Treating Dog Bites

Many dog bites are minor. Some, however, can cause serious complications. With any animal bite, infection is one of the primary concerns. It’s important to recognize when a dog bite requires medical attention.

You should see a doctor for a dog bite if:

  • The dog that bit you seems sick, is acting strangely, or may not have up-to-date rabies shots
  • There are signs of infection, such as redness, swelling, inflammation, or pus leakage
  • The bleeding is hard to control or doesn’t stop
  • Bone, tendons, or muscle are exposed
  • The wound is very painful
  • A limb or area near the bite tingles, becomes numb, or you’re unable to move it
  • You feel disoriented, weak, or faint
  • A fever develops
  • You’re unsure when you had your last tetanus shot

If any of the above is true, you should aim to see a healthcare provider the same day. Your Physicians Immediate Care provider will conduct a complete examination and take your medical history. The provider may prescribe antibiotics for infection. In the case of possible rabies exposure, treatment including a rabies vaccine may be recommended. Additionally, dog bites, especially from unknown animals, are often reported to the police or animal control.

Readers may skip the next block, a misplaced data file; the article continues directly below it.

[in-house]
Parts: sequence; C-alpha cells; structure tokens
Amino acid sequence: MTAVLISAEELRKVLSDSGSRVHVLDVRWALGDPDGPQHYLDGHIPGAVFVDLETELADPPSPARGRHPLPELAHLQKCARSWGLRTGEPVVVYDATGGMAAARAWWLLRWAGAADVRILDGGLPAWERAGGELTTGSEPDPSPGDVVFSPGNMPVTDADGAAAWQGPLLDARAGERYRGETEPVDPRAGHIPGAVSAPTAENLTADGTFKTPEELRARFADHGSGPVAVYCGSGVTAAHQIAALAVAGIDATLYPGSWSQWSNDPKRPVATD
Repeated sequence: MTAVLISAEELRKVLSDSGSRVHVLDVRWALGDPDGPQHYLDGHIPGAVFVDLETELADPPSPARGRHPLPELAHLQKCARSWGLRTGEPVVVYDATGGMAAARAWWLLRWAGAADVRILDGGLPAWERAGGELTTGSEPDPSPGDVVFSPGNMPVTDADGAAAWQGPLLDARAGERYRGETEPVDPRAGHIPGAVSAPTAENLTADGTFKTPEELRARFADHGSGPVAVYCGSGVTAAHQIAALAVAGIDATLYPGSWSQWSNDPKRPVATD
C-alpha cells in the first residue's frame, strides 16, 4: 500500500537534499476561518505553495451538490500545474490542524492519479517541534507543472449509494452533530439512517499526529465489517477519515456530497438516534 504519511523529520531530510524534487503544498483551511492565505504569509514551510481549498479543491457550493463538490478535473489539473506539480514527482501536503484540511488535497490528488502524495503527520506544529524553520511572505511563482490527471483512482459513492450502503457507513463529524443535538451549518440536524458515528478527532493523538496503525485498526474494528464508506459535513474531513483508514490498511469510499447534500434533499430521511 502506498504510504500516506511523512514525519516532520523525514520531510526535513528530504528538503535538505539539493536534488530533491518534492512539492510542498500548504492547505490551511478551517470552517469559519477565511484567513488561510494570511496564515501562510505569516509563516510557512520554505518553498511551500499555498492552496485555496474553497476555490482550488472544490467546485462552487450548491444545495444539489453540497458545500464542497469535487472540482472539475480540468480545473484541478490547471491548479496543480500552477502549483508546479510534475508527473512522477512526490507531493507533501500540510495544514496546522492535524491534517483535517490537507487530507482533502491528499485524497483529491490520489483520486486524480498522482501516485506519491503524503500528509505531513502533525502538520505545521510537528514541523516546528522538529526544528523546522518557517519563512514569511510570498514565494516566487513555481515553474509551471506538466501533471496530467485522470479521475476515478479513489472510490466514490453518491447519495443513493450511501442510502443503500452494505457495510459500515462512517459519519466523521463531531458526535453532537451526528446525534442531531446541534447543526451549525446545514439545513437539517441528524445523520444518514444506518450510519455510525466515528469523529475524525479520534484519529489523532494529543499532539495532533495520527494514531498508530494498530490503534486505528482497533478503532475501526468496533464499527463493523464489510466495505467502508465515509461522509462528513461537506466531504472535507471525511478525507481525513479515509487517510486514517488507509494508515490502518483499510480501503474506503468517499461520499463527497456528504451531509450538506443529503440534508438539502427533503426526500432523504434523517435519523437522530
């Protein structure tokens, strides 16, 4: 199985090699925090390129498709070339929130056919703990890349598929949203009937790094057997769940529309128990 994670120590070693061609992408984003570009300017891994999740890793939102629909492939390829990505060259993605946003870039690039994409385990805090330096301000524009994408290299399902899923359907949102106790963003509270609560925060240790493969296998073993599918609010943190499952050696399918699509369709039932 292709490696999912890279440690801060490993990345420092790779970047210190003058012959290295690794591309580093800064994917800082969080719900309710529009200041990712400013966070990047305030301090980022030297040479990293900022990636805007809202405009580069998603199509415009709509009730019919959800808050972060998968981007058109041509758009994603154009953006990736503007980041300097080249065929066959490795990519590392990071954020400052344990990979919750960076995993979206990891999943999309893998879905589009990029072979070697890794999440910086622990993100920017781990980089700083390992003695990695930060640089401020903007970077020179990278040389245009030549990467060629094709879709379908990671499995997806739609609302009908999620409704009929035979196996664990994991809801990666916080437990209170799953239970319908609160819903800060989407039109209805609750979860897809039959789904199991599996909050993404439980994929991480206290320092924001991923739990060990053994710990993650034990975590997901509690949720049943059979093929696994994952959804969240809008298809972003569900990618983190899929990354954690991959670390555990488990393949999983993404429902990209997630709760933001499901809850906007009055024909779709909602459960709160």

Physicians Immediate Care offers extended hours at more than 50 clinics, so you can get the urgent care you need. Find an urgent care clinic near you today to walk in or reserve an appointment.